Use this URL to cite or link to this record in EThOS: https://ethos.bl.uk/OrderDetails.do?uin=uk.bl.ethos.518916
Title: The question of the human in Holocaust writing
Author: Simon, Angie
ISNI:       0000 0004 2685 9841
Awarding Body: Goldsmiths, University of London
Current Institution: Goldsmiths College (University of London)
Date of Award: 2010
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Abstract:
This thesis confronts the challenges of a paradox that both suggests the Holocaust is unintelligible and yet demands our unending efforts to understand the persecution and annihilation of millions of human beings. The Nazi project was undertaken because certain groups were considered non-human, and my purpose is to show why I believe that whatever the offence or suffering undergone, the human being is indivisible and retains his/her status as human. Whilst I consider the Holocaust to be intelligible in its unintelligibility, problems remain in understanding what happens to the human when the boundaries of humanity and humanness are reached, and crossed. This demands a consideration of what is meant by the human, the inhuman and the non-human, and is discussed in Chapter 1. Chapters II and III examine discourses about the limits and burdens of trauma, memory and mourning, the connections between them, and the effects on concepts of the human. I specifically consider the impossible demand to recall not only the survivor's own dehumanization and annihilation, but also that of others, and how memory and trauma are connected to mourning and Levinasian ideas about responsibility. I also argue that there is another type of Holocaust writing that attempts to articulate the human experience via a displaced mode of representation that is no less potent than more forthright accounts, and particularly analyses adult recollections of traumatised childhoods. In Chapter IV, Enlightenment humanist ethics are interrogated when I ask if there is an irreversible crisis for humanism or whether a possibility for a regenerated humanist ethics exists. I conclude that in order to be human and go forward with any remnant of hope, we must be ever watchful and resistant to any ideology that can result in absolute domination and tyranny of others as practiced by the Nazis.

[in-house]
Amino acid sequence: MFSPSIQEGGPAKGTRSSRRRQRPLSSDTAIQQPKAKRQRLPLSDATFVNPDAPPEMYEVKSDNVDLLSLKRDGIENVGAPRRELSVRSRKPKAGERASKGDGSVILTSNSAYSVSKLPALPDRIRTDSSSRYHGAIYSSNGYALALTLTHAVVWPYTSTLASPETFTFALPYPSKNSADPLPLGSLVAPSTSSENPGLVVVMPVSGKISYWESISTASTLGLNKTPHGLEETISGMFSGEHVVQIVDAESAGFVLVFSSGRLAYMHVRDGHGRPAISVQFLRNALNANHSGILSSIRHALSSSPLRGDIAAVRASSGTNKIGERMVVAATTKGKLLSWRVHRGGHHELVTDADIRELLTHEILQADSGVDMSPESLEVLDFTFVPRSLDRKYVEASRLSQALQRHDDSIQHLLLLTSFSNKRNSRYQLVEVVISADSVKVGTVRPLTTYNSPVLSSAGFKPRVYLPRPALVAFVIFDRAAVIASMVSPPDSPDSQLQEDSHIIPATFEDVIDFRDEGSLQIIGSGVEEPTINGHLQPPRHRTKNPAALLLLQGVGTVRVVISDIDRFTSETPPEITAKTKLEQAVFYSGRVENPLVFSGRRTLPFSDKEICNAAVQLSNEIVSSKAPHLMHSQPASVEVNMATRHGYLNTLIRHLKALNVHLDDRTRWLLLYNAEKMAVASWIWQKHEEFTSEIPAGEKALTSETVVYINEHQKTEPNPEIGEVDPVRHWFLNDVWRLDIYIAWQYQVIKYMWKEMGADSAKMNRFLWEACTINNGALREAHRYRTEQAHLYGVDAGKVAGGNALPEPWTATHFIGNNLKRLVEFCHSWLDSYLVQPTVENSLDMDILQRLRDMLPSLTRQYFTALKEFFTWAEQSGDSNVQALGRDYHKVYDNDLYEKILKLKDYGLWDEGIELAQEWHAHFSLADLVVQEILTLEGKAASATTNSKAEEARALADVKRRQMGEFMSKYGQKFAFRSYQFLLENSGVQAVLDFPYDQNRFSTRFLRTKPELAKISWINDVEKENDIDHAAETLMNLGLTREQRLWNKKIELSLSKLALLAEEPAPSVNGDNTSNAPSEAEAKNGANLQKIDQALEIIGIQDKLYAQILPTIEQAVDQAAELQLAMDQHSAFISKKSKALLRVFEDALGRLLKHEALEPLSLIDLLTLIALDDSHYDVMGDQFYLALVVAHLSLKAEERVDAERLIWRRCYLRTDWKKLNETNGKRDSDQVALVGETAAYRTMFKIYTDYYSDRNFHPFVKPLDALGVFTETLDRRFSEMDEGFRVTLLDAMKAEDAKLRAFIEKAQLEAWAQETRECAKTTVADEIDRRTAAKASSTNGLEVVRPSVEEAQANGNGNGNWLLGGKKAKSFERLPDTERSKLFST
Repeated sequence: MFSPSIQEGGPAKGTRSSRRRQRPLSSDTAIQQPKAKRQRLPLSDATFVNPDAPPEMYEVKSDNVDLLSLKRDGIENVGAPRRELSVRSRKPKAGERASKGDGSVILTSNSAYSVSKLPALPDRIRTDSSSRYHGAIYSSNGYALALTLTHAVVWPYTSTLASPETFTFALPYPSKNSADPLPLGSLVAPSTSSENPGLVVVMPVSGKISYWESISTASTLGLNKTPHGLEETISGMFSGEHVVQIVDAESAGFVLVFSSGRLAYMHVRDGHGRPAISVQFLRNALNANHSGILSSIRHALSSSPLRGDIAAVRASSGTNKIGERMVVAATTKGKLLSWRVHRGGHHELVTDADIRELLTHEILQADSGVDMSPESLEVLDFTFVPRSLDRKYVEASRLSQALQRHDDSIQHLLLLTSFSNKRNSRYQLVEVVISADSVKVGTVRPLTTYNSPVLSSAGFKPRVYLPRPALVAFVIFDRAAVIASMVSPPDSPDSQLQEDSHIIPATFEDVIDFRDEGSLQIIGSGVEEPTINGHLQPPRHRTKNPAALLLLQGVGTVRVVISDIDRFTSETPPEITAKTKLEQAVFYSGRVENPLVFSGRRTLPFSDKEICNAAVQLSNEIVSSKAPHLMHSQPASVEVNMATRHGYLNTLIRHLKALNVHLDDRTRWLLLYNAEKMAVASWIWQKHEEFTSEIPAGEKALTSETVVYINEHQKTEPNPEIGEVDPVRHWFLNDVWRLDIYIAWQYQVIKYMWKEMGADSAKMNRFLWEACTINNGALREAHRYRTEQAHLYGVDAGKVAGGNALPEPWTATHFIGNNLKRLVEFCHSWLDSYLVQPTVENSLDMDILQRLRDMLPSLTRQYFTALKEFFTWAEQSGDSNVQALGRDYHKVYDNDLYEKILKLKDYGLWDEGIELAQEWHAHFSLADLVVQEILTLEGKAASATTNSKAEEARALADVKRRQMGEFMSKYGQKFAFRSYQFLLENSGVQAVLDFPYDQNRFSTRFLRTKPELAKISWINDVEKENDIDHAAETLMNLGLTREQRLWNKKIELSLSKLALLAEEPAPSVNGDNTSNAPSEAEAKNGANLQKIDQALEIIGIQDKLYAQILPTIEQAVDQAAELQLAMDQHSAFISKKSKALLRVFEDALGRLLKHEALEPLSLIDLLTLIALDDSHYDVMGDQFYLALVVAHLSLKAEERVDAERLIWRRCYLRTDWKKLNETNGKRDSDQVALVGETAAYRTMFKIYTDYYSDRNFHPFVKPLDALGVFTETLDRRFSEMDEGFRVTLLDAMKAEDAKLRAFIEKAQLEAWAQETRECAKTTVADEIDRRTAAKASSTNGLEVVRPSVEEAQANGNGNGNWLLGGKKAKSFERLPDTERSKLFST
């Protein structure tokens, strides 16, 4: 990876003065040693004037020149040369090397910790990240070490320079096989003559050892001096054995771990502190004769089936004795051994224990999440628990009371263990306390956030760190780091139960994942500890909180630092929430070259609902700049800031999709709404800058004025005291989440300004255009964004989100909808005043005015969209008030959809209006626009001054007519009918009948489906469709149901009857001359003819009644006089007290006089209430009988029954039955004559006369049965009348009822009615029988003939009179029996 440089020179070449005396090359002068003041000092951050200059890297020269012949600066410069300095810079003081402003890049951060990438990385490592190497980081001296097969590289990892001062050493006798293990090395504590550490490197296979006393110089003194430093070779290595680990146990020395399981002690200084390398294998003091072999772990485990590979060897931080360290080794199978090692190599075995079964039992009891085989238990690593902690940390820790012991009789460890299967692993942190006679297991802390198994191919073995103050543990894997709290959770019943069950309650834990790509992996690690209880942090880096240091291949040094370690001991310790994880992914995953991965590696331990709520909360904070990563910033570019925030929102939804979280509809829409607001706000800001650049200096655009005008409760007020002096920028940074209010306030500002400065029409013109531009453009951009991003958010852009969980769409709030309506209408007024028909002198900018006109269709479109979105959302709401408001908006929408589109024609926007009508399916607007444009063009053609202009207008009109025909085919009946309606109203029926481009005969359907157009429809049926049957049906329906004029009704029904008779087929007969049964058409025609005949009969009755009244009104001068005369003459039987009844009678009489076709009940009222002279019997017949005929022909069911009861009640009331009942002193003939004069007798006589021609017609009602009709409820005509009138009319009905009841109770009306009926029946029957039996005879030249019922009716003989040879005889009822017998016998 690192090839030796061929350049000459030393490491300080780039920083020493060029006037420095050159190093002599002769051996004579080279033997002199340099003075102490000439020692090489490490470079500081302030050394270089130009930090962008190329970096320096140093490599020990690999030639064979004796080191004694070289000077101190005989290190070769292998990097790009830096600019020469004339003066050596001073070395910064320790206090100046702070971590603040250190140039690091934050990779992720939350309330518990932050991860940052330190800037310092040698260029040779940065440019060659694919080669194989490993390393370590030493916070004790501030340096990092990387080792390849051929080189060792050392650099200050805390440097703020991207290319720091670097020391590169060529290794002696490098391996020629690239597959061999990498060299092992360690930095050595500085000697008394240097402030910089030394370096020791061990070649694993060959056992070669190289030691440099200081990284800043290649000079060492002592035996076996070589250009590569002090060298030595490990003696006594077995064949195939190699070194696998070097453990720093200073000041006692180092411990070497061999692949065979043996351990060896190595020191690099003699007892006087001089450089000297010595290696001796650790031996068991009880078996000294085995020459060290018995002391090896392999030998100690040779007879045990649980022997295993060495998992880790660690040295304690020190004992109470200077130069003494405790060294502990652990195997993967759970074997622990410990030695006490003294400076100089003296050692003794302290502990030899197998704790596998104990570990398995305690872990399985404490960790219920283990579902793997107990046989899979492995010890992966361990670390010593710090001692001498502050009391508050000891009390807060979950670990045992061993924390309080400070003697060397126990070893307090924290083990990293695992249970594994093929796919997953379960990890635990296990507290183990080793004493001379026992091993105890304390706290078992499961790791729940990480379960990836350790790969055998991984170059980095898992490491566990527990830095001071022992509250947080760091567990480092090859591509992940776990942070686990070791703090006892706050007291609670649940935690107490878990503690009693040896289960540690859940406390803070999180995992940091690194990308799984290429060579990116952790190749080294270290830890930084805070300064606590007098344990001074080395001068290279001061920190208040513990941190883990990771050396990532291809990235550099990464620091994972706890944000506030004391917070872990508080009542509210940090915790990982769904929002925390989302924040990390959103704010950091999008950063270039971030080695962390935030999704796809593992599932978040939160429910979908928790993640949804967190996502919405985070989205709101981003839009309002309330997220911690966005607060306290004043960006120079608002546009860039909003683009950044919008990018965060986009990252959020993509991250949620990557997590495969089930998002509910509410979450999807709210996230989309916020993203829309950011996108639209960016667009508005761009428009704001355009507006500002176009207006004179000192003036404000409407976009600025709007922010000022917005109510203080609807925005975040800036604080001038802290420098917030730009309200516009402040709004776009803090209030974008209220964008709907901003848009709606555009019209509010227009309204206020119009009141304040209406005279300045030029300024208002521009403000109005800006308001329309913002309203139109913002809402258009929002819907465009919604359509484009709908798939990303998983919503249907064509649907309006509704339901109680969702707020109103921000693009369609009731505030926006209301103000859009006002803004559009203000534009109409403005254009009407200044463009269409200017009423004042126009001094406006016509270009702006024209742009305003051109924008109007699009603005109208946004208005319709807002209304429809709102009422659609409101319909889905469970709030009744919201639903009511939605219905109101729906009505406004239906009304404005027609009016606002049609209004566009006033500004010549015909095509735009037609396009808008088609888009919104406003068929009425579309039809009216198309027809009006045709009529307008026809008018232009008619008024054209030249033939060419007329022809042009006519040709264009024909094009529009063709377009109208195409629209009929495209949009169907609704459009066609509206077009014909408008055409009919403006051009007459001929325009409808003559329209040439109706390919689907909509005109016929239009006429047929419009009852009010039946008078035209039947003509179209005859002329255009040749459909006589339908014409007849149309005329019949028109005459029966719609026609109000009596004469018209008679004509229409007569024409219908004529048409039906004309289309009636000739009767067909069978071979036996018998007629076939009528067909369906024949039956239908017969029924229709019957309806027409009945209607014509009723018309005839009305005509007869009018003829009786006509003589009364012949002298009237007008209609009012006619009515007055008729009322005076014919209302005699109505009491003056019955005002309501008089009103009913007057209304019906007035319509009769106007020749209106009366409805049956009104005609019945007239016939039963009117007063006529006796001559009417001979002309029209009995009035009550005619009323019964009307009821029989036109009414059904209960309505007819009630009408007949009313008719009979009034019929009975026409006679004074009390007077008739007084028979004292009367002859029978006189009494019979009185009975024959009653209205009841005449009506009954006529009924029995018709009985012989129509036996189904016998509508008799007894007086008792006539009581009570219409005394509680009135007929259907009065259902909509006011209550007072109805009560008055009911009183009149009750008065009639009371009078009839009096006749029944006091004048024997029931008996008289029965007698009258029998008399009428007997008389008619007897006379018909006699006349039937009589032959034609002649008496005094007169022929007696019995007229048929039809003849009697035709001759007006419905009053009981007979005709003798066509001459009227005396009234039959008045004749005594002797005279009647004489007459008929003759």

Supervisor: Not available Sponsor: Not available
Qualification Name: Thesis (Ph.D.) Qualification Level: Doctoral
EThOS ID: uk.bl.ethos.518916  DOI:
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